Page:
Parameters, Controls, and Binary Toggles - Amazon QuickSight

Interactive toggles can provide powerful user experiences for analytics dashboards. In many cases, they are necessary for gaining insights into smaller subsections of a dataset. In this tutorial, we will show you how to create a control that allows users to toggle between two different views for the same visualization. ‍

Interactive toggles can provide powerful user experiences for analytics dashboards. In many cases, they are necessary for gaining insights into smaller subsections of a dataset. 

Consider this: Like our analysts when studying Form D, you are tasked with analyzing over a decade's worth of private security sales only to find that over 90% of sales are attributed to one industry group called “Pooled Investment Fund.” You want to showcase two visuals in one – allowing users to toggle between one visual with Pooled Investment Funds included and one without. In this tutorial, we will show you how to create a control that allows users to toggle between two different views for the same visualization. 

 Let’s start by adding a parameter called “PooledInvestment.”

As we create our parameter, let's add a static default value of “No” so that when we get everything wired correctly our visualization will automatically filter out Pooled Investments. Now we need to add a control:

For our control, we first need to connect the PooledInvestment parameter we created. Then we need to give our control a name, which will appear on the toggle once we are finished – in this case let’s call the control “Include Pooled Investments?” because that will make the most sense to a user. Next, we will define the values we want to present in our control – in this case we will present a binary toggle of “Yes” and “No.” Finally, we will opt into hiding the search bar and “Select all” option because we only want to give our users two options that are mutually exclusive.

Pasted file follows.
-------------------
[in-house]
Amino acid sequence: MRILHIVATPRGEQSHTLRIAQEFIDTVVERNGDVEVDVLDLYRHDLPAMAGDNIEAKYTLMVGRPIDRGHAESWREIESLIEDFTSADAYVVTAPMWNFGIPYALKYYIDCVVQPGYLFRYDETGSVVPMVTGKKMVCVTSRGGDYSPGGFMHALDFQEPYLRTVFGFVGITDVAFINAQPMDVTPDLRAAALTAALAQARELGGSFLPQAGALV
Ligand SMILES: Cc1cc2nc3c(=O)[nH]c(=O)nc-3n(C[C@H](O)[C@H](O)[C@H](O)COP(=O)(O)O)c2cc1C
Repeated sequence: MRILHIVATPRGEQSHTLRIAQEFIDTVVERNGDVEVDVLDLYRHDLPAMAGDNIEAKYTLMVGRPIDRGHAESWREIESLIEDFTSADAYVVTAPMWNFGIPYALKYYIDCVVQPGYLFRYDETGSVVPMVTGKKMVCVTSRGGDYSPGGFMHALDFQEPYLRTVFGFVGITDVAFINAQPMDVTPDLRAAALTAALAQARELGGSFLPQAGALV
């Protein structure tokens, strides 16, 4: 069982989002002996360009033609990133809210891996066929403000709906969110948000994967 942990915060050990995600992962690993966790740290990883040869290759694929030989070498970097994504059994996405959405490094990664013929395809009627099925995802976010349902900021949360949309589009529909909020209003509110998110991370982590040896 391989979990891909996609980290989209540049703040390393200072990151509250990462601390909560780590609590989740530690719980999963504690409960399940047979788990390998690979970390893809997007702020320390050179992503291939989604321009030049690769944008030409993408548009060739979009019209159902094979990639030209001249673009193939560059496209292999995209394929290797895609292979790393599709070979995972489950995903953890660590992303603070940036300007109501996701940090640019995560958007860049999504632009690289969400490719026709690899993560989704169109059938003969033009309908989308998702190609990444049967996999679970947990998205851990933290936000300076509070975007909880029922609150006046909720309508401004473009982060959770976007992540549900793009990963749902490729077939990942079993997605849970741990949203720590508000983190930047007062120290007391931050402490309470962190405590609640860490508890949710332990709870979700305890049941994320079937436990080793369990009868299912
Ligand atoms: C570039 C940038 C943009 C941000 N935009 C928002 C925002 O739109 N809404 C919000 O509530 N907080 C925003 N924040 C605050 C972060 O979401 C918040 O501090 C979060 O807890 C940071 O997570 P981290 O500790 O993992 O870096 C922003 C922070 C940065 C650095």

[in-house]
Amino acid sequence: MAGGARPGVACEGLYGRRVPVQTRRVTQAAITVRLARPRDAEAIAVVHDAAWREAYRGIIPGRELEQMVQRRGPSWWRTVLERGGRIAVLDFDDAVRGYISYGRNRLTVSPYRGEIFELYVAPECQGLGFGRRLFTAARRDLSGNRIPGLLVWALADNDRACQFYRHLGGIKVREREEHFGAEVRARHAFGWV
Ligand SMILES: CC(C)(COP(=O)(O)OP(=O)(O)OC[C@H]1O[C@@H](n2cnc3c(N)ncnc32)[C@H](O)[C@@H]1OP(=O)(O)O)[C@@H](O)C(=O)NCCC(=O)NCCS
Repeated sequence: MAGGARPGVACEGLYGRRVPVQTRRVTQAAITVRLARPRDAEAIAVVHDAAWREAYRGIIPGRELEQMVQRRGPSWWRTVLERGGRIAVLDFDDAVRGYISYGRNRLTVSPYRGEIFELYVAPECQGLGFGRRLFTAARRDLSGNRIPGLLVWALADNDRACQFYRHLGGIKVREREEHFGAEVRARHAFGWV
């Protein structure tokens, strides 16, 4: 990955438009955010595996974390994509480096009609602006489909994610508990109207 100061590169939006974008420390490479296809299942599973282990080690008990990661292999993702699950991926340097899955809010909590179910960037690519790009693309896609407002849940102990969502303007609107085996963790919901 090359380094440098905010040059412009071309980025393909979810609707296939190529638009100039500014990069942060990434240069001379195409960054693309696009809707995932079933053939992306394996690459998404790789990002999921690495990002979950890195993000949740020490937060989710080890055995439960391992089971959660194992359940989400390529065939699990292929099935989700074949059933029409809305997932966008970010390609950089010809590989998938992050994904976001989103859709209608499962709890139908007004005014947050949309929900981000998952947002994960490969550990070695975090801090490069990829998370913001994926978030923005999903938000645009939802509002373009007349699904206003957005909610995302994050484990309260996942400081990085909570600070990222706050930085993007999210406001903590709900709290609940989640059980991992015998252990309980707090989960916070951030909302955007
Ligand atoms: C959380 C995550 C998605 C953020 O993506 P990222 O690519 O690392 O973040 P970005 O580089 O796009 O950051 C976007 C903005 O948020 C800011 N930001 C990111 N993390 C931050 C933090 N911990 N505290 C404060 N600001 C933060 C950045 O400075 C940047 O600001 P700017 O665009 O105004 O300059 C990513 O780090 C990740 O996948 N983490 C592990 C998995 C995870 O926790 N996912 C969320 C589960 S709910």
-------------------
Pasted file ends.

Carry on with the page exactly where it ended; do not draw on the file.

After clicking “Add,” you will be directed back to your QuickSight analysis. From here look to the top of the page, you should see your control hiding near the field wells: 

From here, go ahead and move your control to your sheet and drag it next to your visual. 

Now you can toggle between yes and no, but wait… the toggle isn’t doing anything! To get our toggle to work properly, we need to add a calculated field. On the top-left of your screen press the “+” button and select “Add calculated field” 

Now we want to think through the logic behind our toggle. What do we want to happen? Well, when a user selects “No” we want Pooled Investments to disappear and when a user selects “Yes” we want the visual to return what it normally would. Let’s attack this problem with an “ifelse” statement:

Let’s take a deeper dive into the statement written above: 

ifelse(${PooledInvestment} = ‘No’ AND {industrygrouptype} = ‘Pooled Investment Fund’, Null, {industrygrouptype})

What this is saying is “if the PooledInvestment parameter that we defined earlier has a value of “No” AND the industrygrouptype field we are using to display industry types has a value of “Pooled Investment Fund” THEN present a value of Null, ELSE present the industry value. 

After creating this calculated field, we need to replace our “industrygrouptype” filed with the new “PooledInvestmentBlock” field in the field wells at the top of the page: 

Now let’s look at our toggle to see what happens when we select No: 

What the heck? You might be wondering why the visual looks the same as it did before after all of that work. Well if we take a closer look, you will notice that instead of Pooled Investment Funds making up over 90% of sales, we now see that “null” is the dominant industry category. 

If you think back to our calculated field, we said “THEN present a value of Null.” What do we see here? Our calculated field is working perfectly! 

We have one final step to get the visual to look exactly how we want. We need to add a filter for our calculated field PooledInvestmentBlock that excludes Null values: 

Now our toggle should work properly – take a look! 

Thank you for reading this tutorial on binary toggles for QuickSight. 

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